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Children Wild About Refuge


A lilting bird song breaks the morning silence at Tucker Wildlife Sanctuary in Modjeska Canyon. Twenty third-graders grab the binoculars draped around their necks and scan the area, but the song sparrow remains hidden.

Not so the Anna's hummingbirds, bright red-throated males buzzing one another at jet speeds in territorial debates; or the European starlings, tourists in the local bird world, clinging to the phone lines.

A red-tail hawk soars overhead, a baby turtle basks in the sun on the banks of a pond. There's a nice set of raccoon prints in the mud.

All are visible in the clear morning air, delighting the students as they walk through the preserve, their feet beating a path trodden by thousands of others who have made the same day trip with their classes for more than 20 years.

The third-graders, a slightly muddy group in the aftermath of one of this winter's frequent rains, are in field trip heaven. The wildlife sanctuary, 12 acres of raw nature at the end of Modjeska Canyon Road, is one of the most popular school outing destinations in the county.

The average adult may not have heard of the sanctuary, but nearly every third-grader in Anaheim has been through it, said sanctuary manager Ray Munson. Third-grade teachers in the district routinely book the tours as do Cub Scout troops and public and private schools from other parts of the county. About 7,000 schoolchildren a year make the visit along with 40,000 members of the general public. Many teachers book their trips about nine months in advance, he said.

The guided hike takes visitors on a quarter-mile-long walk through chaparral, riparian and oak woodland habitats, past patches of poison oak, under coast live oak, and across now-roaring Santiago Creek to the porch of what was once the mountain retreat of a Long Beach banker. It's now a glassed-in bird watching area outfitted with benches.

On the way, students get to pet reptiles at a museum stop and learn the answers to such questions as what prevents snakes from falling out of trees? Why do wood rats gather shiny things? How can you tell a female tortoise from a male? Or even this puzzler: Why is the Coulter pine, also called the widow maker, a poor tree to picnic under?

(Answers: Their scales; to meet girls; females have flat under-shells; its 8- to 10-pound pine cones hurt when they fall on your head.)

The students also get some folklore: the story of Juan Flores, a bad guy being pursued in 1857 by a mob. He was cornered at the top of the 200-foot peak that now bears his name. To escape, he blindfolded his horse and went for the jump. He made it; the horse didn't.

The wildlife sanctuary, once the summer home of Dorothy May and Ben Tucker, is owned by the Cal State Fullerton Foundation. Graduate students, mostly biologists like Kelli Flaagan, staff the center.

Flaagan, who guided around the students from Fairmont Private School in Anaheim Hills recently, deftly handles snakes, runs the cash register in the museum gift shop and dazzles her charges with fun facts.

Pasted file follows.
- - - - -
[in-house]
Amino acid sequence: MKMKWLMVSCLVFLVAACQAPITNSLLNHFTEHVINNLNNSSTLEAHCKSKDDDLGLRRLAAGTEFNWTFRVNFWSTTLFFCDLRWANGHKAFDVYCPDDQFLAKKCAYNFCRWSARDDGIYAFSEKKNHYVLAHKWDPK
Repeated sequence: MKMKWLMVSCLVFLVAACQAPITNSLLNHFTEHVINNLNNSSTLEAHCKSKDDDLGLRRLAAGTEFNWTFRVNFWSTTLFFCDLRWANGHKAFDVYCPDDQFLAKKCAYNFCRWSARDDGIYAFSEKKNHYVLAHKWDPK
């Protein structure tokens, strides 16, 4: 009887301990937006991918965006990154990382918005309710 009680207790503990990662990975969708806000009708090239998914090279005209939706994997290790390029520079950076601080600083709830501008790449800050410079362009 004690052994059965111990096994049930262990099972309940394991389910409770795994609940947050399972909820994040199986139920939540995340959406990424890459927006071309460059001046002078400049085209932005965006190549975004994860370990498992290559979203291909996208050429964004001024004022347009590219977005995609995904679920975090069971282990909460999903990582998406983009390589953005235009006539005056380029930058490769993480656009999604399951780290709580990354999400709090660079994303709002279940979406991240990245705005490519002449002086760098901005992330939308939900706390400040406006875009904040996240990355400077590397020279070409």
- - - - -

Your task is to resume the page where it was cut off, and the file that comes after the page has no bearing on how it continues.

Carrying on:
She shared these gems with the Fairmont students:

* A hummingbird's wings beat 60 times a second.

* Snakes use their tongues to smell and their ribs to hear.

* Hummingbirds are the only birds that can fly backward--they do so because they burrow so deeply into flowers that backing up is the only way they can get out.

* Your hair and fingernails have something in common with a tortoise's shell: both are made of keratin.

After touching "Julius Squeezer," a 5- and 12-foot gopher snake (a constrictor) and other reptiles, students get a brief tour of the museum. Thanks to the art of taxidermy, they can view a full-size grizzly and the mounted heads of more exotic animals like the cape buffalo. Additional live snakes, an iguana and African clawed frogs live in glass cases. The area has long attracted bird lovers. The Tuckers, who built their home in 1908, devised early hummingbird feeders made out of shot glasses topped by wooden lids with holes drilled in them, said Munson, who found one while digging around the house.

When Dorothy May died in 1939, the land went to the San Fernando Valley Audubon Society, which turned it over to the Cal State Fullerton Foundation in 1969. School tours have been conducted ever since.


Trip Tips

Tucker Wildlife Sanctuary is at the end of Modjeska Canyon Road. Here are details for class or family field trips.

Address: 29322 Modjeska Canyon Road.

Phone: (714) 649-2760.

Hours: 9 a.m.-4 p.m. daily except Christmas.

Cost: $5 a person for guided tour groups, $1.50 donation requested for general admission.

How to get there: From north and central Orange County, take Santiago Canyon Road (Route 18) south to Modjeska Canyon Road and turn left. Follow the road to the sanctuary.

From south and coastal Orange County, take Interstate 5 to El Toro Road (also Route 18) and head north. El Toro Road becomes Santiago Canyon Road. Continue north to Modjeska Canyon Road and turn right.

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